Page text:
More research on SDOH
Steven H. Woolf and Paula Braveman. “Where Health Disparities Begin: The Role Of Social And Economic Determinants--And Why Current Policies May Make Matters Worse.” Health Affairs, 30, no.10 (2011):1852-1859.
Health disparities by racial or ethnic group or by income or education are only partly explained by disparities in medical care. Inadequate education and living conditions—ranging from low income to the unhealthy characteristics of neighborhoods and communities—can harm health through complex pathways. Meaningful progress in narrowing health disparities is unlikely without addressing these root causes. Policies on education, child care, jobs, community and economic revitalization, housing, transportation, and land use bear on these root causes and have implications for health and medical spending. A shortsighted political focus on reducing spending in these areas could actually increase medical costs by magnifying disease burden and widening health disparities.
David R. Williams and Selina A. Mohammed. “Racism and Health I: Pathways and Scientific Evidence”. American Behavioral Scientist, 57, no. 8 (2013):1153 -1173.
This article reviews the scientific research that indicates that despite marked declines in public support for negative racial attitudes in the United States, racism, in its multiple forms, remains embedded in American society. The focus of the article is on the review of empirical research that suggests that racism adversely affects the health of nondominant racial populations in multiple ways.
Santa Clara County Public Health. "Santa Clara County Public Health. Health and Social Equity in Santa Clara County.” 2011. (accessed February 5, 2014).
This report focuses on social determinants that influence the health of Santa Clara County, California residents and communities. A wealth of evidence has shown that factors such as education, income, racism, employment, housing and neighborhood conditions have a significant impact on the health and well-being of individuals and entire populations.
California Newsreel. “Unnatural Causes: Backgrounders from the Unnatural Causes Health Equity Database.” 2008. (accessed July 6, 2015).
This document by California Newsreel provides an overview of how social concerns such as income, jobs, education, housing, and racism relate to health outcomes and inequities. The short pieces in this document are taken from the topic introductions in the Health Equity database on the UNNATURAL CAUSES Web site.
California Newsreel, Unnatural Causes’ Collection of Health Equity Resources. (accessed July 6, 2015).
This database contains hundreds of articles, Web sites, video clips, charts, datasets, interviews, transcripts, and educational and outreach materials. Check back often as we will continue to add resources on a regular basis.
Robert Wood Johnson, Commission to Build a Healthier America “ Exploring the Social Determinants of Health”, April 2011. (accessed July 1, 2015)
World Health Organization, Regional Office for Europe. Social determinants of health. The solid facts. Second edition. 2003 (accessed July 8, 2015)
This publication examines this social gradient in health, and explains how psychological and social influences affect physical health and longevity. It then looks at what is known about the most important social determinants of health today, and the role that public policy can play in shaping a social environment that is more conducive to better health.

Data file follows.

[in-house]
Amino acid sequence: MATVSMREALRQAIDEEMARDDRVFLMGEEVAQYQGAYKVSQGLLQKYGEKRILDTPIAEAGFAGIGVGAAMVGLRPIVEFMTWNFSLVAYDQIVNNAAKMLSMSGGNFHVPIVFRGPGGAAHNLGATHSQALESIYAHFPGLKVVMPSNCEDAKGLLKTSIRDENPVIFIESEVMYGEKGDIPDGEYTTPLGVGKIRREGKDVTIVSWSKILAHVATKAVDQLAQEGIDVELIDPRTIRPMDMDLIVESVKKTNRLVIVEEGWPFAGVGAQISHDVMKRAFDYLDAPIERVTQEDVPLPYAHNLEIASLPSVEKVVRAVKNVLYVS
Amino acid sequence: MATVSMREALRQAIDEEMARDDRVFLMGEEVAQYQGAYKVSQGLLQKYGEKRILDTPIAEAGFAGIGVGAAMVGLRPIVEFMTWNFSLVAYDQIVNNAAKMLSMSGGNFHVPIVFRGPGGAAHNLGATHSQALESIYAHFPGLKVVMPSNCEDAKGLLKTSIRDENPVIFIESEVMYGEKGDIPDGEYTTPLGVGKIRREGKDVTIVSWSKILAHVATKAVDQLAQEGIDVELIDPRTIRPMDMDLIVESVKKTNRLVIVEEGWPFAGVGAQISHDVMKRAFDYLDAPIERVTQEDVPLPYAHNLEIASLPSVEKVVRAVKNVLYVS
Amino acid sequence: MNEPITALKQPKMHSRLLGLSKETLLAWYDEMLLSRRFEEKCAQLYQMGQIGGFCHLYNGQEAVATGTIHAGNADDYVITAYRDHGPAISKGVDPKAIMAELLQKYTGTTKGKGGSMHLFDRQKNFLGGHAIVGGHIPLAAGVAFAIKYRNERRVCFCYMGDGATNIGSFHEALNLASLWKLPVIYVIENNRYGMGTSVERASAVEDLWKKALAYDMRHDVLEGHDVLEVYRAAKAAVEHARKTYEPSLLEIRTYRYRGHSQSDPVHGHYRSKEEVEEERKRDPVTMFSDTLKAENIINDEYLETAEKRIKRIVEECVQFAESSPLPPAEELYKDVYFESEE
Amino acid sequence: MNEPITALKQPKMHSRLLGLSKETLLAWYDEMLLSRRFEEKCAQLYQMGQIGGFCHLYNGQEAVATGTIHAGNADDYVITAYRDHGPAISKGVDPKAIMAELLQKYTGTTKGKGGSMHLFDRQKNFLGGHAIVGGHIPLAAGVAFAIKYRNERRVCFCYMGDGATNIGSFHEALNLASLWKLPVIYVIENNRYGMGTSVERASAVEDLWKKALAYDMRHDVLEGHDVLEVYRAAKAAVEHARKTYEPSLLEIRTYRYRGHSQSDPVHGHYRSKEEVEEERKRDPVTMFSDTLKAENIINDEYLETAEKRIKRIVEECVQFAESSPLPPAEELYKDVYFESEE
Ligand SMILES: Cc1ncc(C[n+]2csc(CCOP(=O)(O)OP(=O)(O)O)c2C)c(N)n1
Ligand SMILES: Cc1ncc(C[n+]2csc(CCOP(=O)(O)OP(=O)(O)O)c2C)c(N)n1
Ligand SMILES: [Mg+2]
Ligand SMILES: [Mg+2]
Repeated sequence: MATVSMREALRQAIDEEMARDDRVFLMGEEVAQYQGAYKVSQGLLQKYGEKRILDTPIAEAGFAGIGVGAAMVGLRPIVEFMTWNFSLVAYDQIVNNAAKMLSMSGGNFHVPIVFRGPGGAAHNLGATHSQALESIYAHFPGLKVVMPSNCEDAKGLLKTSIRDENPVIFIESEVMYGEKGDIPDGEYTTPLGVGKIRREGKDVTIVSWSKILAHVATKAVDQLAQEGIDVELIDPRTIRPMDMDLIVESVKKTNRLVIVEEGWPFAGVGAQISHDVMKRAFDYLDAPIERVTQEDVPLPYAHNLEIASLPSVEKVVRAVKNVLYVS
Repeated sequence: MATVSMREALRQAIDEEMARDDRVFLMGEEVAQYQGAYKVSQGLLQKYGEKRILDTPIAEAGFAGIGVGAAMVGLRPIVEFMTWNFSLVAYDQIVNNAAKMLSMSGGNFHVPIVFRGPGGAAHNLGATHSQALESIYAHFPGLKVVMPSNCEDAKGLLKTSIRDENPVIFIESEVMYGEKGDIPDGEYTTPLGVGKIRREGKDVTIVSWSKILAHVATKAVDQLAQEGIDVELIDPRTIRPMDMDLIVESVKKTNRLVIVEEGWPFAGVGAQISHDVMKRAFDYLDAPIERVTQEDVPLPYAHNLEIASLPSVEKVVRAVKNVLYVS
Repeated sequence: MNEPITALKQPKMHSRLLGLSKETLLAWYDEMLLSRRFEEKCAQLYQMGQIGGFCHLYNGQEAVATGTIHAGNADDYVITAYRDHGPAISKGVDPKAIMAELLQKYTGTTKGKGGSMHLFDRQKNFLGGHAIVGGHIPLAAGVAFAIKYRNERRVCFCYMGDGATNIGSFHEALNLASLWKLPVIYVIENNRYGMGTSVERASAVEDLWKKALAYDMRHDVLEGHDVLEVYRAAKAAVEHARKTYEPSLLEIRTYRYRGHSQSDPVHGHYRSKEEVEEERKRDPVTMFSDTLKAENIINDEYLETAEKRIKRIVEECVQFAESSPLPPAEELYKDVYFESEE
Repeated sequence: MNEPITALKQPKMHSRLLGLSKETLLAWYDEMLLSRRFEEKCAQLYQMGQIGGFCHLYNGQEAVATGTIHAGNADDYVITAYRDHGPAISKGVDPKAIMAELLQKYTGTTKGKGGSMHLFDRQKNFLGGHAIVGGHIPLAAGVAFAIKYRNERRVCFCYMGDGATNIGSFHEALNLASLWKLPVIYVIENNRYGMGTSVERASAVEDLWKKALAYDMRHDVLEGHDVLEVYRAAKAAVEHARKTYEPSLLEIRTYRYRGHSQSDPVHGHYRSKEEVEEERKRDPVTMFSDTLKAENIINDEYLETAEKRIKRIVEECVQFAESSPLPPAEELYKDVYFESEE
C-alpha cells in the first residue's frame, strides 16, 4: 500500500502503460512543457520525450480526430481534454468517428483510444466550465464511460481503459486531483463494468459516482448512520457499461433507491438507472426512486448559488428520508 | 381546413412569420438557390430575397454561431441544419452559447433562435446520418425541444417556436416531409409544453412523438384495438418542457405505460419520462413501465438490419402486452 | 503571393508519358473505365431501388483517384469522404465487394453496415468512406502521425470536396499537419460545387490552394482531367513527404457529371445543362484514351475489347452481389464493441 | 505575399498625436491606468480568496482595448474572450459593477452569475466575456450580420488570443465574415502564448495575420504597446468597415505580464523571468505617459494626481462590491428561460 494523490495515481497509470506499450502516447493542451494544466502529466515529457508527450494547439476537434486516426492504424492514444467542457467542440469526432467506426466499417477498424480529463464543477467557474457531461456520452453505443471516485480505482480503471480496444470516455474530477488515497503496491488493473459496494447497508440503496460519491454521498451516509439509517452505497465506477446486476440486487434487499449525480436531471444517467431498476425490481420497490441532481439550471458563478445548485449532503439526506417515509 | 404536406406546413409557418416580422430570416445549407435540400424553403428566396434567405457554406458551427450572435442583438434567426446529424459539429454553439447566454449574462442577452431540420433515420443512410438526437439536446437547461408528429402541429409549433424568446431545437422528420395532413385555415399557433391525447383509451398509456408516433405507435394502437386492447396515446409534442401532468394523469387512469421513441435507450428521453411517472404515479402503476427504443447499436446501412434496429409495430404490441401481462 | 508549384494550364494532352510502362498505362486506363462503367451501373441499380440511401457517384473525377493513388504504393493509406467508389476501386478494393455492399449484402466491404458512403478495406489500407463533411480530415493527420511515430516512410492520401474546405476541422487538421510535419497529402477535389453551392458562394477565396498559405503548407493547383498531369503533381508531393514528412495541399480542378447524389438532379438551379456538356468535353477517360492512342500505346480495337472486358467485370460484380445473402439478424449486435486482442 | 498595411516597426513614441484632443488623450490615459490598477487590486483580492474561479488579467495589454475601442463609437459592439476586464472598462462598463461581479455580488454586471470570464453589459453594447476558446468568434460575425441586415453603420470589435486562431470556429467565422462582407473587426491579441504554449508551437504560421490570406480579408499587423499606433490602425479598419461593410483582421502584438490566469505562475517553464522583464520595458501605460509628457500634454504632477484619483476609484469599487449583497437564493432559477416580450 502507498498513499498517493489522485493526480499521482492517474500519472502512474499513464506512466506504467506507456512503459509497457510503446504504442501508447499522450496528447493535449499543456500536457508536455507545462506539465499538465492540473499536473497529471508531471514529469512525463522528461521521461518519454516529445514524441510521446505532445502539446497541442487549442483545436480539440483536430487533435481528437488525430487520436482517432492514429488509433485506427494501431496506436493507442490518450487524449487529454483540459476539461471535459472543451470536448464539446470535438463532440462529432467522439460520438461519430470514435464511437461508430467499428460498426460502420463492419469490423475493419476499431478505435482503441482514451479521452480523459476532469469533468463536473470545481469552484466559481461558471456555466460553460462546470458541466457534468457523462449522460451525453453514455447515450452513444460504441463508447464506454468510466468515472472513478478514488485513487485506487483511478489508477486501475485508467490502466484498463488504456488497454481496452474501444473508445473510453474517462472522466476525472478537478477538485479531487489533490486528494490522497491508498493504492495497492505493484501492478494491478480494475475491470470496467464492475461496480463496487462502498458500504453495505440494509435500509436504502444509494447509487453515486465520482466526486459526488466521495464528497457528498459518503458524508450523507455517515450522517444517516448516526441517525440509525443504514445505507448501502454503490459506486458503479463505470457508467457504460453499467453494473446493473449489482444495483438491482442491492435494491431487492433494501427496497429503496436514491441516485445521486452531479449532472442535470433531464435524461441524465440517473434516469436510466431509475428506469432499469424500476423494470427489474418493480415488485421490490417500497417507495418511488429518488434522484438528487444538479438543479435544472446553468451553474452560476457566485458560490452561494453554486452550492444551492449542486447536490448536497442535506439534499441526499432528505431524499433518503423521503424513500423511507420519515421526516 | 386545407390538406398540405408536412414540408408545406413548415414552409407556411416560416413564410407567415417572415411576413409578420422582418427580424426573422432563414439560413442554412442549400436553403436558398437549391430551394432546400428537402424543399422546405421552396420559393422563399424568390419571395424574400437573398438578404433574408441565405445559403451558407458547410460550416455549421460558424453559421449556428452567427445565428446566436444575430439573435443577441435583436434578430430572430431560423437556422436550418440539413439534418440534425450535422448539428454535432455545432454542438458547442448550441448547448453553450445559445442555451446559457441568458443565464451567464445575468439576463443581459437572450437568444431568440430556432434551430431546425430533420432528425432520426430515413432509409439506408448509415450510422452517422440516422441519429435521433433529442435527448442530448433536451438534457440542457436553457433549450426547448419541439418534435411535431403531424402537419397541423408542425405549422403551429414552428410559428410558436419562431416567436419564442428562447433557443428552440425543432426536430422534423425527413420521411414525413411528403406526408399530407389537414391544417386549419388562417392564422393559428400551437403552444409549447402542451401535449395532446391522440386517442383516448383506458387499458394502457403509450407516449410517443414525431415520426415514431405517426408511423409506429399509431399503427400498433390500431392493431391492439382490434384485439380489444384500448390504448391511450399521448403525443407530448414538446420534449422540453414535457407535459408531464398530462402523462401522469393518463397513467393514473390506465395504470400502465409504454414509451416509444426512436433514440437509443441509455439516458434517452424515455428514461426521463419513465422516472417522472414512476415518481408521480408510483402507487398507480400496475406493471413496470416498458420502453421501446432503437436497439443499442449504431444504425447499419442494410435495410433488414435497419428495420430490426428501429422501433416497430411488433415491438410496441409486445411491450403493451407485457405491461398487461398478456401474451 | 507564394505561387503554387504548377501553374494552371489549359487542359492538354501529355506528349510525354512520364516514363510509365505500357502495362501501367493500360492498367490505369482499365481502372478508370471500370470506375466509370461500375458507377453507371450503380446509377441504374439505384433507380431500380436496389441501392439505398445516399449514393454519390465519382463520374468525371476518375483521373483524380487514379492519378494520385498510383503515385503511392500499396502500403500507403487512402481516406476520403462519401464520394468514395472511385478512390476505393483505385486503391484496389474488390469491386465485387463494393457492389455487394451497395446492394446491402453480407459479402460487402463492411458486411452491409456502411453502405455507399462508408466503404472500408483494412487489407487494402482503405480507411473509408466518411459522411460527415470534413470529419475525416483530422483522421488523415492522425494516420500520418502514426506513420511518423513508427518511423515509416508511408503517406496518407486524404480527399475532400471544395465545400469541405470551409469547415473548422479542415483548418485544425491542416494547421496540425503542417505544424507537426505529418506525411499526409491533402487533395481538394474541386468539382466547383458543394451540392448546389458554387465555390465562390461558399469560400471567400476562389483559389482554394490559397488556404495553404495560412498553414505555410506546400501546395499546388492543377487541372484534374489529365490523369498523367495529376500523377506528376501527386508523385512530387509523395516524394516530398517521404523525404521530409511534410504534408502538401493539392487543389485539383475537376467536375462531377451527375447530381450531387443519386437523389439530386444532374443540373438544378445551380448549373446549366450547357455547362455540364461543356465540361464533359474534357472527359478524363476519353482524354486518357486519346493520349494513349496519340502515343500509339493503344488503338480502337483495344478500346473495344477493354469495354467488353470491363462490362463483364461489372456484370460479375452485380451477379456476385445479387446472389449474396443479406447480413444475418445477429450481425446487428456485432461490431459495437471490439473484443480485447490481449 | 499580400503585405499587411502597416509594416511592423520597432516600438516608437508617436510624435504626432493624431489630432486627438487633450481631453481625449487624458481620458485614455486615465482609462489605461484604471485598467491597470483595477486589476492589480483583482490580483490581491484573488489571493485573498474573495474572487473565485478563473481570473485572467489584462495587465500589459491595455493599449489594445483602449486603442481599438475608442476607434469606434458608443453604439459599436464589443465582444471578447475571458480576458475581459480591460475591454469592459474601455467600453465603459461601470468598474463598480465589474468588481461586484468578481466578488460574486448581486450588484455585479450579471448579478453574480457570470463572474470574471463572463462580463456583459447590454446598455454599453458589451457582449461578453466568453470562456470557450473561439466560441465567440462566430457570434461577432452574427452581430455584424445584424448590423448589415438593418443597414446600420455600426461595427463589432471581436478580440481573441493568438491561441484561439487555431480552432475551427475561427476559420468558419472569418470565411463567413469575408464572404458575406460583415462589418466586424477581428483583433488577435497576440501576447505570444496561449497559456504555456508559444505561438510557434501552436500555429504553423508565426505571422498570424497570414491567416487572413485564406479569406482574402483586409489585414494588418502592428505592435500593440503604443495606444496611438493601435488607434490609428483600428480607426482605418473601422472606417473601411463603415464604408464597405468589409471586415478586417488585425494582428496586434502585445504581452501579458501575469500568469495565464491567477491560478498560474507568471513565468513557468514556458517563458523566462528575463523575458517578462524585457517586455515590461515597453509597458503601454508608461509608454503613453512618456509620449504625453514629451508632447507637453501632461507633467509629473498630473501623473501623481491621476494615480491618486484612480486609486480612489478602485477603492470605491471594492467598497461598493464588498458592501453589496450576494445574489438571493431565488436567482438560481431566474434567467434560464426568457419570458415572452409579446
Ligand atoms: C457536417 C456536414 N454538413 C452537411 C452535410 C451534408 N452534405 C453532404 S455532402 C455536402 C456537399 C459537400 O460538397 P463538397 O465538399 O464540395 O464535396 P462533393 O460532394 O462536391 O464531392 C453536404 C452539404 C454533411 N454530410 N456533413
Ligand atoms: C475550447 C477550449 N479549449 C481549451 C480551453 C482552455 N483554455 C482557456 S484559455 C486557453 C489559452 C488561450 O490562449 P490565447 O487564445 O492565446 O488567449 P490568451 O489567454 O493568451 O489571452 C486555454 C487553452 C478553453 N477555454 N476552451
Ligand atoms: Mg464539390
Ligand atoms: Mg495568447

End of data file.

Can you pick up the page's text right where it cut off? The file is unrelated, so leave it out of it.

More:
Social Determinants of Health: Notable Citations – University of Pittsburgh
This site provides a listing of articles and research related to social determinants of health. Specific topics include income inequality and health care utilization.
Community Tool Box: Addressing Social Determinants of Health and Development - University of Kansas
The Community Tool Box describes social factors that need to be addressed to improve health conditions such as economic factors, social inclusion, education, racial or ethnic bias, social norms of acceptance of particular behaviors or practices and cultural factors, influence of mass media, politics, living conditions and geography.
Centers for Disease Control and Prevention, Chronic Disease Prevention and Health Promotion. Promoting Health Equity: A Resource to Help Communities Address Social Determinants of Health. 2008 (accessed July 8, 2015)
This workbook was created to encourage and support the development of new and the expansion of existing, initiatives and partnerships to address the social determinants of health inequities. Chapter 1 defines health equity and how social determinants influence health. Chapters 2 and 3 describe how to work with communities to achieve health equity.
Centers for Disease Control and Prevention. “Health Disparities and Inequalities Report – United States 2011”. 60, supplement (2011):1 -116
The 2011 CDC Health Disparities and Inequalities Report (2011 CHDIR) consolidates the most recent national data available on disparities in mortality, morbidity, behavioral risk factors, health-care access, preventive health services, and social determinants of critical health problems in the United States by using selected indicators. Data presented throughout CHDIR 2011 provide a compelling argument for action. The data pertaining to inequalities in income, morbidity, mortality, and self-reported healthy days highlight the considerable and persistent gaps between the healthiest persons and states and the least healthy. Chapters of most interest include:
Education and Income --- United States, 2005 and 2009
Inadequate and Unhealthy Housing, 2007 and 2009
Unhealthy Air Quality --- United States, 2006—2009
Health Insurance Coverage --- United States, 2004 and 2008
Links to Specific SDOH